So when you look at a competitor that's made a misstep and made a decision that flies in the face of data, share how proper use of the scientific method could have saved that campaign, it could have prevented the mistakes in the first place.
Oh, you put out a an advertisement for a certain thing on a day that was culturally insensitive, right, that's a clearly doing something in in the face of known data.
And it's a way to say to somebody Look, this is if you just done a little bit of work, and run a small test to an to an audience to prove the value or to prove effectiveness, then you can will have a big one.
That's the scientific method, right? You test with a hypothesis, proven true or false, refine it, and repeat over and over again until you figure out what really works.
That's the essence of data science.
It's just the scientific method using your data.
So for buy in Focus on the competitors.
Find the lever that works for the executive.
And ultimately, show them how you would have done things differently.
And when it comes to launching your first data science initiatives within the company, look for small, easy things to start with.
Right? Don't try and build a massive, massive infrastructure.
say let's I want to use the scientific method properly, to AB test, a call to action on the website, right? So that way you can use existing tools like Google Optimize, that can handle the test, collect and analyze phases of the scientific method.
I say I'm just looking to try and improve conversion rates on that button there by 2%.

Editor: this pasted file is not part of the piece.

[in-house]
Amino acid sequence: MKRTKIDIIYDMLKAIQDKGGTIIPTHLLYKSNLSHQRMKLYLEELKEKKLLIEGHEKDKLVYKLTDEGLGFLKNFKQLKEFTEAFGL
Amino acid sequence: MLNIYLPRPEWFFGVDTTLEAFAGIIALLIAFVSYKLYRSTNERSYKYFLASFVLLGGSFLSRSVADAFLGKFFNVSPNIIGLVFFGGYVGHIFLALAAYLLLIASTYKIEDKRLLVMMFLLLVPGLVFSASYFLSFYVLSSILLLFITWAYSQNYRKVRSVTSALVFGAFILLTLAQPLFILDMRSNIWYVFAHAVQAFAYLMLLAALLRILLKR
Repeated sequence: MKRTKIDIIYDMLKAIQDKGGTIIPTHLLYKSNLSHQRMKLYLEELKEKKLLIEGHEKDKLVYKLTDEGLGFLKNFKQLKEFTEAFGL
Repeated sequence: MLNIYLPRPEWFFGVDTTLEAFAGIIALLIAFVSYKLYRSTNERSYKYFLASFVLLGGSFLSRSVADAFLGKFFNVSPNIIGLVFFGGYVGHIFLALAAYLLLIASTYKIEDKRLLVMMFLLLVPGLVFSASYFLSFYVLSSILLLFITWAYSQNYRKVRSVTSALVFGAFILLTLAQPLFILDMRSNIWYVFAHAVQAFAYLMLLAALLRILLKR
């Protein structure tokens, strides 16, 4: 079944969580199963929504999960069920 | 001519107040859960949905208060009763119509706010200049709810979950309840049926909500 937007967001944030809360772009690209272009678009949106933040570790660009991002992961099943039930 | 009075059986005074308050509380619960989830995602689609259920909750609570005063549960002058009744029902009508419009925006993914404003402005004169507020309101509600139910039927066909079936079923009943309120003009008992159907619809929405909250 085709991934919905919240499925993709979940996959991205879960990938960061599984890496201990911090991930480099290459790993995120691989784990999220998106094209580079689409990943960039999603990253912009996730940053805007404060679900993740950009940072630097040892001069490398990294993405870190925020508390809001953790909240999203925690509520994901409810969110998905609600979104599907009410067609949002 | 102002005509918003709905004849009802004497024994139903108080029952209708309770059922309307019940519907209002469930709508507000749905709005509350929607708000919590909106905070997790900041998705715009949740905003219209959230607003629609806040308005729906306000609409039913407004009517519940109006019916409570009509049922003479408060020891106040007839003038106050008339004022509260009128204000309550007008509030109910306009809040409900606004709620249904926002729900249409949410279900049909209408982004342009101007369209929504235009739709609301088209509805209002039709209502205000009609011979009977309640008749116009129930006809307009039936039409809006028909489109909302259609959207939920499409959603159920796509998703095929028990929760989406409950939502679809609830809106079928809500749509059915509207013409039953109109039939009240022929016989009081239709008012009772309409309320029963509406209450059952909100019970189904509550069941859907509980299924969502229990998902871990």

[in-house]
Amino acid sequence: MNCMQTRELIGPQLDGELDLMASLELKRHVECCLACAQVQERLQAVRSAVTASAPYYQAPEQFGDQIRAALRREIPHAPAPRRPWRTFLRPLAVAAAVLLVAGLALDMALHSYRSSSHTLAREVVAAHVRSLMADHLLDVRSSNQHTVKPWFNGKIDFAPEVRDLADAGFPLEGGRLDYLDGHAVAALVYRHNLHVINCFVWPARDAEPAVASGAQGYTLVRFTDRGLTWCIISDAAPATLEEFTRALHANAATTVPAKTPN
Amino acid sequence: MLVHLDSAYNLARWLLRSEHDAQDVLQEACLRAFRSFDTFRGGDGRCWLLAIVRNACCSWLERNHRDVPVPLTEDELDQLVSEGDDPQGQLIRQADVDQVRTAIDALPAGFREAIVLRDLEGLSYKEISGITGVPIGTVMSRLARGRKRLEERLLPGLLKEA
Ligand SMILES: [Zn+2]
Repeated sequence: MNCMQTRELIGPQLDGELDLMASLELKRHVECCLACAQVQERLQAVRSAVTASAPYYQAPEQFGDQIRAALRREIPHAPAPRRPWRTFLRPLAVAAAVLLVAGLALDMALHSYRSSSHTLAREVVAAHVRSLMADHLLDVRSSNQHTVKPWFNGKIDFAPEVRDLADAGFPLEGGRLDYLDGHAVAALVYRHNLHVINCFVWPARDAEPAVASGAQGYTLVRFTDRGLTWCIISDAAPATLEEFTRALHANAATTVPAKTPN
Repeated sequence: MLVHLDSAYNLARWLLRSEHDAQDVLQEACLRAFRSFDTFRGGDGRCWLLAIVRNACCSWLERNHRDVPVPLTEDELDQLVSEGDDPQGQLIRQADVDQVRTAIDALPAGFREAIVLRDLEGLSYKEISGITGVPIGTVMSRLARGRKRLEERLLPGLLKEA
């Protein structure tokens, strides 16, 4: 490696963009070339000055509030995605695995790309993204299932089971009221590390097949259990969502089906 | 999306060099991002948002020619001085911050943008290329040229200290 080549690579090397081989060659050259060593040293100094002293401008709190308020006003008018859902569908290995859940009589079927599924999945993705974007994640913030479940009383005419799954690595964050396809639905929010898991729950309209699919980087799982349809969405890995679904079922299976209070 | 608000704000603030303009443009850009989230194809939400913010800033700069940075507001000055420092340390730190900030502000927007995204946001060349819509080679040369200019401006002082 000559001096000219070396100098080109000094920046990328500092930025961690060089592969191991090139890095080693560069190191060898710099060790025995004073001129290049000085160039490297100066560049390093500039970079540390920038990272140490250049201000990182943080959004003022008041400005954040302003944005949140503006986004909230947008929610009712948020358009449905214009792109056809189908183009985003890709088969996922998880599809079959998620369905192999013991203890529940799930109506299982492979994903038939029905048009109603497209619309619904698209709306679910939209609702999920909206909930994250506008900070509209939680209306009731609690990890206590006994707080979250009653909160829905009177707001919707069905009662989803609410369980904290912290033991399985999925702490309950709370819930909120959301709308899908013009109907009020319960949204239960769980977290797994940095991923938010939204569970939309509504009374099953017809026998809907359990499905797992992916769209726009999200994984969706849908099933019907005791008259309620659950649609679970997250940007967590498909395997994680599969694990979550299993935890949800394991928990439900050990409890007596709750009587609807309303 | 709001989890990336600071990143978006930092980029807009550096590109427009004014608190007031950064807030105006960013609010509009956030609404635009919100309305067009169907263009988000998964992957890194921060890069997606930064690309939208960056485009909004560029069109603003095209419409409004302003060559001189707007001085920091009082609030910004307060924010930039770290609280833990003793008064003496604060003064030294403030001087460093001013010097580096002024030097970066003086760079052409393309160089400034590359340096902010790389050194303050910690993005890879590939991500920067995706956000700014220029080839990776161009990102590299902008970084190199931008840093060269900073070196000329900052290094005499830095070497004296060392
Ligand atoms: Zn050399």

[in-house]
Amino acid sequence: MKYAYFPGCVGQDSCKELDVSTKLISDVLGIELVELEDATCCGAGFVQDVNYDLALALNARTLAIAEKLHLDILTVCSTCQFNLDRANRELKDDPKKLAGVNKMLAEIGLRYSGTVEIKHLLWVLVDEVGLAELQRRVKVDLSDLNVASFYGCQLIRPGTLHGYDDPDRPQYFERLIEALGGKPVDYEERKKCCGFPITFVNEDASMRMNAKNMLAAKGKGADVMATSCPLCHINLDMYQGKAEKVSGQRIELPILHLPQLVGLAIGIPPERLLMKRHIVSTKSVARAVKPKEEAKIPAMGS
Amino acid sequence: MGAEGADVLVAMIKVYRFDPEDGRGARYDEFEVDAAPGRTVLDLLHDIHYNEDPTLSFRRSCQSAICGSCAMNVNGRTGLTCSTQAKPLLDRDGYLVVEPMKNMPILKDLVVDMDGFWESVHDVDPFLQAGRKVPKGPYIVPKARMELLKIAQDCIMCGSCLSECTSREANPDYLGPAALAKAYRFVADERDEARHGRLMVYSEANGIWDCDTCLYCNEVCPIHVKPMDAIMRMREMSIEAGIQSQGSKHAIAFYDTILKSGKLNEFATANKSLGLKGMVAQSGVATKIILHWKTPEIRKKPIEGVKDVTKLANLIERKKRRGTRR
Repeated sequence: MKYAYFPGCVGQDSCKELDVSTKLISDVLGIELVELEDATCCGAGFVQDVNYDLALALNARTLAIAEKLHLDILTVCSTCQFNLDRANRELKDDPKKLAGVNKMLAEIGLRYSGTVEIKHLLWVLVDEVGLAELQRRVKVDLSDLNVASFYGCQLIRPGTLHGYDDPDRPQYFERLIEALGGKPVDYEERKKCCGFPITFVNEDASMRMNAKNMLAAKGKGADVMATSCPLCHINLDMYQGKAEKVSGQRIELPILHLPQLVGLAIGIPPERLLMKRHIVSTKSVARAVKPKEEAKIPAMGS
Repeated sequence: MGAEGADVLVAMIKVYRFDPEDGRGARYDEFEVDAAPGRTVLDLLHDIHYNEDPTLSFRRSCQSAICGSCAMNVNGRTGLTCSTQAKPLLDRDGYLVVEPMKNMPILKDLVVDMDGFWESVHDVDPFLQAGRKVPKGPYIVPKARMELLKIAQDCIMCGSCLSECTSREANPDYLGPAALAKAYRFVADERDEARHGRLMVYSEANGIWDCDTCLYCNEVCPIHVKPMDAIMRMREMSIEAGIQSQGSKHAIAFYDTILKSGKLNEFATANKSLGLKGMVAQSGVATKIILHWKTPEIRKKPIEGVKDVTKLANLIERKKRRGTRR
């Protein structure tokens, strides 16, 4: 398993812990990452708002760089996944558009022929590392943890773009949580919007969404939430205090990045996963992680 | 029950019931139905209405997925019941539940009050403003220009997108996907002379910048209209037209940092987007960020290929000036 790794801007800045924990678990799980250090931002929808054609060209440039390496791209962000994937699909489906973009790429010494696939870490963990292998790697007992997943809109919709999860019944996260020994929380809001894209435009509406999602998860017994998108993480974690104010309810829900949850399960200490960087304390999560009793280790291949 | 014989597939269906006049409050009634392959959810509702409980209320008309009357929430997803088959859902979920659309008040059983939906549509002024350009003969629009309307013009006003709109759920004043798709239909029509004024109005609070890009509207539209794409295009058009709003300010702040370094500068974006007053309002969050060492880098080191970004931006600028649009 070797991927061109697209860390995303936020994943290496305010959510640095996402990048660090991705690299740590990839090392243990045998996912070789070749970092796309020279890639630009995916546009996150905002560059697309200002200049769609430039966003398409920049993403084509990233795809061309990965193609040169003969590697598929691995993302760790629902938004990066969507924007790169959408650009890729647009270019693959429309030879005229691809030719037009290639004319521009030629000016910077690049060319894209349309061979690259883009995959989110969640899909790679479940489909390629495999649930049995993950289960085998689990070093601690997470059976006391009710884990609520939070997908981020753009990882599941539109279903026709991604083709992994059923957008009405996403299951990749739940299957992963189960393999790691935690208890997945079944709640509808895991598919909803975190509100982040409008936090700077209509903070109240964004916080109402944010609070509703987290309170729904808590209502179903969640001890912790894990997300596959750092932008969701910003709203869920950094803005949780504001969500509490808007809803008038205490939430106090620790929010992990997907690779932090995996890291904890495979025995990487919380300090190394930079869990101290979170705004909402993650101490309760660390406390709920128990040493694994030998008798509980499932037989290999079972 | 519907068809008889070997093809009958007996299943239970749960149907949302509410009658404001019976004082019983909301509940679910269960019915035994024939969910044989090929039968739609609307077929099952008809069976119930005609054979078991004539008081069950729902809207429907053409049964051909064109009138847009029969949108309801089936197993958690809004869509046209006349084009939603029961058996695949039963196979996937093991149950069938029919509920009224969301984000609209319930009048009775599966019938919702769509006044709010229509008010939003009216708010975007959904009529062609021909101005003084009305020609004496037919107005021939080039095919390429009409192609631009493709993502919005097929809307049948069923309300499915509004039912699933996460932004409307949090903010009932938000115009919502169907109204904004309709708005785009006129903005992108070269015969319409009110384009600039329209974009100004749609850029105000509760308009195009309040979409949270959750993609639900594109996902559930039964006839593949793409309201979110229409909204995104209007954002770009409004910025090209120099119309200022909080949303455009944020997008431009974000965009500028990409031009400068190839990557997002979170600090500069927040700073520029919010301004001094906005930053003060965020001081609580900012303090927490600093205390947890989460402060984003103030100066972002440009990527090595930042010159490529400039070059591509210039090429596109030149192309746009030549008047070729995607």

It's very, it would be very difficult for an executive to say okay, you want to improve conversion rates on one little thing for a short period of time, with no investment.
What do they got to lose? Right, using industry proven tools, find that pilot and if you happen to deliver more than 2%, great.
If you don't, they're not out anything and you can say, yeah, we ran an experiment, we proved that there is no value in changing the color of the call to action.
Right? That's easy.
That is understandable.
People can wrap their brains around that and go, Okay, we're just going to run a test to try and improve conversion a little bit here.
Right? Run AV test in email, and look at your calendar, look at your organization and say, Okay, we're going to do this at the least busy time, so that we're not you know, don't do it.
Like if you're a retailer and you're and you want to embrace data science, don't do it in the middle of the holiday season, right? Do it after the holidays, do it when it's quiet and you're still getting some traffic and stuff, but your whole company's future is not hindering on it.
That way, people again, you're trying to mitigate risk.
You're trying to reassure people that this is a relatively risk free way of thinking about using your data.
So there's a lot of different ways to approach this.
It depends ultimately on your company's culture, and their appetite for risk and your ability to present a low or no risk set of use cases that are small in size that will let them see some benefit but not terrified people.
Good question, Albert.